Being a CEO in the restaurant industry is tough work; and short lived for many. Nearly 20% of the CEOs in our annual study of pay-for-performance resigned, retired or were pushed out. It would stand to reason that deficient performance would precipitate a CEO’s ouster, but was that really the case?
In conducting our analysis, we used our proprietary Pay-for Performance Model to measures stock appreciation, EBITDA growth, market capitalization and total direct compensation. Of the departing CEOs, a clear majority had double-digits declines in their stock price from January 1, 2014 to January 1, 2016. The two that saw their stocks rise were Sally Smith at Buffalo Wild Wings and John Schnatter of Papa John’s. More recent events saw Smith lose a battle with activist investor, Marcato Capital Management, and Schnatter bumping heads with the NFL regarding player protests. It appears that there are more ways to lose your job, but inferior performance is still the greatest career killer.
Click here for the restaurant CEO pay-for-performance overview table.
Components of CEO Compensation
SALARY: When we examine CEO pay, the best compensation programs have a balanced approach and consider peer group comparisons. The best plans have more “at risk” compensation in the form of short and long-term rather the guaranteed pay such as salary. The average salary of a restaurant CEO in our survey was just over $700K. Interestingly, that is below the average of $778K in hotels and $904K in casinos. The largest salary of the group belonged to Steve Ells at Chipotle at $1.54M. Ten other CEOs made a salary of at least $1M.
INCENTIVES: The average bonus for a restaurant CEO was $769K, down from $1.2M in our previous year’s study. The industry is evidently struggling to keep pace with the economic recovery. Likewise, the average Long-Term Incentive Plan (LTIP) was also down for the group going from $2.7M to $2M last year. The largest bonus payment went to Patrick Doyle at Domino’s at just over $4.6M. A total of 13 CEOs made over a $1M in bonus pay. The largest LTIP went to Howard Schultz at Starbucks raking in almost $17M in stock. Nearly half the group (25) had a stock grant worth more than $1M.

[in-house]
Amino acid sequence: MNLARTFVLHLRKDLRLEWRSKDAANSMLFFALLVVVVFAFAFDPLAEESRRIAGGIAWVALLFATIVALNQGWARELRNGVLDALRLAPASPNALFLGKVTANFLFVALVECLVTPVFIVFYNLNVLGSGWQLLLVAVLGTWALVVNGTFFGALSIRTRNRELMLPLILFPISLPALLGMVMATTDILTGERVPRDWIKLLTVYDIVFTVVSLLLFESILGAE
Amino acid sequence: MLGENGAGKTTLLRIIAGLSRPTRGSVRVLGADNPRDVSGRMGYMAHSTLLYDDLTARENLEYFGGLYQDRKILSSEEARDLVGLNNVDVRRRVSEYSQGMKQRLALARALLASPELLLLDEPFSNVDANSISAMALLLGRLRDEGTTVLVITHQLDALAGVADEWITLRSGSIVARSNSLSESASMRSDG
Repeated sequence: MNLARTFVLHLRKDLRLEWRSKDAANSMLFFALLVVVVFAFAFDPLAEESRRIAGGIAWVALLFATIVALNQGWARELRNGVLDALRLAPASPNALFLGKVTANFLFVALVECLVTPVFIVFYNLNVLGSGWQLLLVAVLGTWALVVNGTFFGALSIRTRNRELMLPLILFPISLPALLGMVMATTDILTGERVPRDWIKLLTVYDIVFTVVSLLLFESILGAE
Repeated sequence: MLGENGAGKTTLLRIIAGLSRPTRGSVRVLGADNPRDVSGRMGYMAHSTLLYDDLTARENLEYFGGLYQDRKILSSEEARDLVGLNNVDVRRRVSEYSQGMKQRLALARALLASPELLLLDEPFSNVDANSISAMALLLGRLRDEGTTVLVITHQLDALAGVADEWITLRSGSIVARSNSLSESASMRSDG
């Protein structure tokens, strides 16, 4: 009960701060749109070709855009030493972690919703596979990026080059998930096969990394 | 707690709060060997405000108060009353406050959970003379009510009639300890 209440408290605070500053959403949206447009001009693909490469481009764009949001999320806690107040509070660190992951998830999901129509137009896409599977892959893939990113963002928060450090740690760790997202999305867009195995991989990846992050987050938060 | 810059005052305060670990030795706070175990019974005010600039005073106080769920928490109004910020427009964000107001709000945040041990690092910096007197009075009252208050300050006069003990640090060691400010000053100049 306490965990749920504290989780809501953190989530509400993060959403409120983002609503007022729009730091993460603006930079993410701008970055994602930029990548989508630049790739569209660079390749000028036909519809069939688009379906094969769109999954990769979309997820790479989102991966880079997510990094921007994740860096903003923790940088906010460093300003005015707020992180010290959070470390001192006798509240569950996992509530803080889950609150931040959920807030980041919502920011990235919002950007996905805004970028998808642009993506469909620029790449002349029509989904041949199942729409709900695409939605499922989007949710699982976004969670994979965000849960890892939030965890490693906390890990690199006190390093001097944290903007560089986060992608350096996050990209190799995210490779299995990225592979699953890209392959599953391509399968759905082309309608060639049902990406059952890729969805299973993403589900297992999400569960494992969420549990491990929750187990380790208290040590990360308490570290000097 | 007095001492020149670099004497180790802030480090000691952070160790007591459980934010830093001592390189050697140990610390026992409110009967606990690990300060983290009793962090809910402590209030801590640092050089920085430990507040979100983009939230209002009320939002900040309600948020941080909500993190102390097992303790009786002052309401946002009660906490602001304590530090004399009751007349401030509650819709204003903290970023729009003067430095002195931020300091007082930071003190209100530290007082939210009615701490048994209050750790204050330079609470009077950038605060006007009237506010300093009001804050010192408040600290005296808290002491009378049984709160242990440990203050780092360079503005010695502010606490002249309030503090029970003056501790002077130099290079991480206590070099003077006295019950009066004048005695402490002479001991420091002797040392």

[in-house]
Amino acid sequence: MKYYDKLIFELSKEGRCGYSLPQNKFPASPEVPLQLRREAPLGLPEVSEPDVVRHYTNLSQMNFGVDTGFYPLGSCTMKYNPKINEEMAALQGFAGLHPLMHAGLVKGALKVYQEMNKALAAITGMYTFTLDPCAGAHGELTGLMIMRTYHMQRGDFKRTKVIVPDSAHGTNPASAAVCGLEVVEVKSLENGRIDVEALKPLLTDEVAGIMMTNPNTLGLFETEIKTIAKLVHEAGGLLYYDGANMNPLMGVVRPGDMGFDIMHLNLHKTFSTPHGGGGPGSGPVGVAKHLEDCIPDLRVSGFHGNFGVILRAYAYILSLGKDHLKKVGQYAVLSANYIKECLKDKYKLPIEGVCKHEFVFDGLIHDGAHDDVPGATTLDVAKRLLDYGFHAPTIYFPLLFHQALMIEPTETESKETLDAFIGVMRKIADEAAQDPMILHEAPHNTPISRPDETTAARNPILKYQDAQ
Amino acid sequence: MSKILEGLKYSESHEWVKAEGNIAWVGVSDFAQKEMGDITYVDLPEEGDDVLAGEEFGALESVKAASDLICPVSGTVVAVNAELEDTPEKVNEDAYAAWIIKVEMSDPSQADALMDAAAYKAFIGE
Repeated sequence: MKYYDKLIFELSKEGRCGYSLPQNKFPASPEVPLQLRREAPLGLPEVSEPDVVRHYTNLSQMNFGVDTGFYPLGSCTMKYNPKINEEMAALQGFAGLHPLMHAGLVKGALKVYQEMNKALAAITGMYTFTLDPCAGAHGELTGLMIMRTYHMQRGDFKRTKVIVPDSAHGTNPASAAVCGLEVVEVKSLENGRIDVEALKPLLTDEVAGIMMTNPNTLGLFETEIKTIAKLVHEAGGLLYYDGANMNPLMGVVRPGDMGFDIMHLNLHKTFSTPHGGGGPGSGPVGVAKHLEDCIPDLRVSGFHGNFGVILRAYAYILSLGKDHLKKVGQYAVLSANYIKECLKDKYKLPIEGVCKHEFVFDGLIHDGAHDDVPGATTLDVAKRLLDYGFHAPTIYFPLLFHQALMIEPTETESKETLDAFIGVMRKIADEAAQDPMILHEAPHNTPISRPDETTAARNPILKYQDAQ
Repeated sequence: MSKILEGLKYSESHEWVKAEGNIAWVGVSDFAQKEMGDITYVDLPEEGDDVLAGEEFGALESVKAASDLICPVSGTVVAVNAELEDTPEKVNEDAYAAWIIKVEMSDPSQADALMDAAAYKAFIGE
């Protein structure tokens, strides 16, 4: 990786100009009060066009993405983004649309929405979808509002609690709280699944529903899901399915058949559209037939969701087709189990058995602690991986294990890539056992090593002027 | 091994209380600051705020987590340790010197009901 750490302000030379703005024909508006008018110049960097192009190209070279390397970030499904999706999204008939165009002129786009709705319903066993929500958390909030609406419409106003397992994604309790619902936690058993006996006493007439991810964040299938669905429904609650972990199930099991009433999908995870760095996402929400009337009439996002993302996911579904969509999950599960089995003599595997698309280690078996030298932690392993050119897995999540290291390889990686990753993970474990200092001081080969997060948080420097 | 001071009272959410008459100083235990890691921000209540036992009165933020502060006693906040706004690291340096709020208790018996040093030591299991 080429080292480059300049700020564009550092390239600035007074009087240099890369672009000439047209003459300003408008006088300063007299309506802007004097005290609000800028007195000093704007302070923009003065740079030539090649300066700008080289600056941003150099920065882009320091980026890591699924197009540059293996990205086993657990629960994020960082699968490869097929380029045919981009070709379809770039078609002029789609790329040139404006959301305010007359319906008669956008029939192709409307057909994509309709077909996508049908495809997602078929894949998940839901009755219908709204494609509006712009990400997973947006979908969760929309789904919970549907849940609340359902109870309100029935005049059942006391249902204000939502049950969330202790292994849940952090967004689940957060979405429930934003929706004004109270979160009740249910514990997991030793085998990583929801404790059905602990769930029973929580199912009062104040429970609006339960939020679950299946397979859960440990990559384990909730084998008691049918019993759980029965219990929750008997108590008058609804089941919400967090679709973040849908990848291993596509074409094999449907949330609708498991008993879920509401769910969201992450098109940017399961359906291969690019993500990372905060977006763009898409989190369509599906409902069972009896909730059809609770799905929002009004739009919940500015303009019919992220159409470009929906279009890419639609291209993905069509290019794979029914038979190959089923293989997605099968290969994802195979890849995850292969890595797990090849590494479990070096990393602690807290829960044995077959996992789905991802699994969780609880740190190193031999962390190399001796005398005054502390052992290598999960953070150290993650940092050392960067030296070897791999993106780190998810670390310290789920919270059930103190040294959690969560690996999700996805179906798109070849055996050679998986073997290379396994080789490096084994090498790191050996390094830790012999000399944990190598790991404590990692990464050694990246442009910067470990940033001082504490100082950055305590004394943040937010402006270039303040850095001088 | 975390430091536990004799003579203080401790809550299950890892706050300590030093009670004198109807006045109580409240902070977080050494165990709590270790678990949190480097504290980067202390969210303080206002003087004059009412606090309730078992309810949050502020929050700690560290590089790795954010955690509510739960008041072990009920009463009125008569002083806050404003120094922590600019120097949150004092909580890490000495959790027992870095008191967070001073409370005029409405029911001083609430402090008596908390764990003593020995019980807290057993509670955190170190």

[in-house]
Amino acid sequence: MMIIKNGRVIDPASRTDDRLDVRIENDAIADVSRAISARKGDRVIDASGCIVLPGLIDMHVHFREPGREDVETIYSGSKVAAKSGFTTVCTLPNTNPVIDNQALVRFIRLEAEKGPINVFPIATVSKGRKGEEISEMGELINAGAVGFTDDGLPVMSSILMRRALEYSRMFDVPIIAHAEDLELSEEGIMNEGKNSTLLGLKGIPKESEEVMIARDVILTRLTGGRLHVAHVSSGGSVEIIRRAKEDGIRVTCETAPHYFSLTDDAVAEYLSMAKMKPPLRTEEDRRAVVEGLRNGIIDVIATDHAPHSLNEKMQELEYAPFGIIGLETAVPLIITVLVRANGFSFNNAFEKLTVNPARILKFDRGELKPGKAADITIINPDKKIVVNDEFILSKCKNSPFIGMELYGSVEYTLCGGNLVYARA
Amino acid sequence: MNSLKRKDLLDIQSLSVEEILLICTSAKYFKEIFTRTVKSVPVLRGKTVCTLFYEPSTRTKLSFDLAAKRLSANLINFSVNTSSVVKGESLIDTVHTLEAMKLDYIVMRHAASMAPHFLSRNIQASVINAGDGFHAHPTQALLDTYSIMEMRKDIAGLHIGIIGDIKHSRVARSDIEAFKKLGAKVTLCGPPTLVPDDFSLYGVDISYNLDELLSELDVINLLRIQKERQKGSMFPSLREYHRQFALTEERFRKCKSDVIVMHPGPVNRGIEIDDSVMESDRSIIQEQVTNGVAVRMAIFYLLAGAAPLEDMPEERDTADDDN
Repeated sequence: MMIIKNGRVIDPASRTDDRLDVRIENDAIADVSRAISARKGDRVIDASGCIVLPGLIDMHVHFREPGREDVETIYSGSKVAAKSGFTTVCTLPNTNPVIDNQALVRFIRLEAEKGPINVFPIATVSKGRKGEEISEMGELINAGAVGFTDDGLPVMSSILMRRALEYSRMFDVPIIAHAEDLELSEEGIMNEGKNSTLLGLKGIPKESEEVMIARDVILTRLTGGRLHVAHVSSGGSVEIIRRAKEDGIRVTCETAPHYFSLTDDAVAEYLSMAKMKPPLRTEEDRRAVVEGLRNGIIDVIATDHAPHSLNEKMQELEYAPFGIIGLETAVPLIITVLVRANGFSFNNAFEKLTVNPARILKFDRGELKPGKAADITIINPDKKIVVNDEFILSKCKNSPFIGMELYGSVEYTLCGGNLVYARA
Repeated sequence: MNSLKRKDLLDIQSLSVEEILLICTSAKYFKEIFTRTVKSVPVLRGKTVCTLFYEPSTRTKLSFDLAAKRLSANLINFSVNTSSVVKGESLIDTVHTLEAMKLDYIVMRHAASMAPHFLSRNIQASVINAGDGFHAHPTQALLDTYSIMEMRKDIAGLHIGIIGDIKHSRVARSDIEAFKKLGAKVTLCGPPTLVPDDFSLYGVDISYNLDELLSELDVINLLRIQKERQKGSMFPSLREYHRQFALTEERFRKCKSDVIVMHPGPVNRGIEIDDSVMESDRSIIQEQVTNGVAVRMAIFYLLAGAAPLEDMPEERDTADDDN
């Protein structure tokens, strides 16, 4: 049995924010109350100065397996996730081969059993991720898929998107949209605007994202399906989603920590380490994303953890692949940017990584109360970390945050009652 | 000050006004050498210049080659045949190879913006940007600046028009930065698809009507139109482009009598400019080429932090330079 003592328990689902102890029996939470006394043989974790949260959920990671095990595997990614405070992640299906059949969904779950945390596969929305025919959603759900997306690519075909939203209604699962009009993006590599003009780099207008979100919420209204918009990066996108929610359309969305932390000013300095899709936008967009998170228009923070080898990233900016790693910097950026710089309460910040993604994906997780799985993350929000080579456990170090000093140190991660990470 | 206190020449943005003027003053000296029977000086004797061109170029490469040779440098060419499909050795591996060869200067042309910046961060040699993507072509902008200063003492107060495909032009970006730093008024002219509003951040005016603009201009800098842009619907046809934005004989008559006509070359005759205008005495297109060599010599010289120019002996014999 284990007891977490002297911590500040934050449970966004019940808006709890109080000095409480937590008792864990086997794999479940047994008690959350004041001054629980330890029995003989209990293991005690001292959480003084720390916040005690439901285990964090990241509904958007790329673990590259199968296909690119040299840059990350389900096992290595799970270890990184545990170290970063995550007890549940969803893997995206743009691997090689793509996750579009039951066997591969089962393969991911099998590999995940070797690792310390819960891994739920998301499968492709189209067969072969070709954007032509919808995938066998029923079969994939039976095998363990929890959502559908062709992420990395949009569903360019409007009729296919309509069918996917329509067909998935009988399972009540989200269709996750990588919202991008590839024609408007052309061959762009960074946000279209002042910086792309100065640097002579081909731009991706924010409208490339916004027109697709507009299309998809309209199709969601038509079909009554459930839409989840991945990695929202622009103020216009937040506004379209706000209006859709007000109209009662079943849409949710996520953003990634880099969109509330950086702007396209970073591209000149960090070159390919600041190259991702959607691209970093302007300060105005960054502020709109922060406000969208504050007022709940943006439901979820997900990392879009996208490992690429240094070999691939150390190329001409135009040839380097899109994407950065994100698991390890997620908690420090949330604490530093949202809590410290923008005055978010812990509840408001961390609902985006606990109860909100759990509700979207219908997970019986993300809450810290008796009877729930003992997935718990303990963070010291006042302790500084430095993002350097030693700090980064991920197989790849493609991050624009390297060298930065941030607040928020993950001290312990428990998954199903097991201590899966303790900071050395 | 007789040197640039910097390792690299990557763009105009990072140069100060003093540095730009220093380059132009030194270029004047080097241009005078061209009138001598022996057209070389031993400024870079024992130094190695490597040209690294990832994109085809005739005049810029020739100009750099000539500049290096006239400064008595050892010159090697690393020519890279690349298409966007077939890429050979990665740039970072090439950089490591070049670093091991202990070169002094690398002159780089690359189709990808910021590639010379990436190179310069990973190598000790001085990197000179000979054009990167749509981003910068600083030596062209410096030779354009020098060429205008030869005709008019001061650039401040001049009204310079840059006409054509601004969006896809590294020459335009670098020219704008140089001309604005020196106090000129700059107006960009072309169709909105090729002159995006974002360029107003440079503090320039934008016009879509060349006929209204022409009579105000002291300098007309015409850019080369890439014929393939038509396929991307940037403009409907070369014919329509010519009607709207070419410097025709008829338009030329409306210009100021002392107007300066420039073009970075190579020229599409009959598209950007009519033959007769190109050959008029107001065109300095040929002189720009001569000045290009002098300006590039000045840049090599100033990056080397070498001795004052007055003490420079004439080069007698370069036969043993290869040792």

We were struck by two of the best paid CEOs deciding to step down, namely Steve Ells and Howard Schultz. Both will become Executive Chairman following their departures. However, their ultimate pay will vary greatly: Ells will most likely get very little of his $14 million valued LTIP, as the award has a performance trigger at $700 per share price (the stock is currently valued at $313). On the other hand, Schultz’s pay plan allows him to continue getting paid as if he were the CEO.
PAY-FOR-PERFORMANCE: The top five paid CEOs all made over $10M, with Schultz making the most at nearly $22M in total compensation. The big question is, “are these CEOs worth it”? That is precisely what our pay-for-performance model is intended to answer. The model factors in key financial metrics and relates it to overall pay. The outcome is an AETHOS Value Index that grades each CEO on a pay for performance basis. With a AVI of 208, Boyd Hoback of Good Times gave investors the best value relative to his paycheck, while Randy Gier gave the worst. An AVI of 100 means that a CEO was paid exactly what he or she was worth to shareholders. It would seem that many of the highest paid CEOs in our survey deserved their lofty paychecks.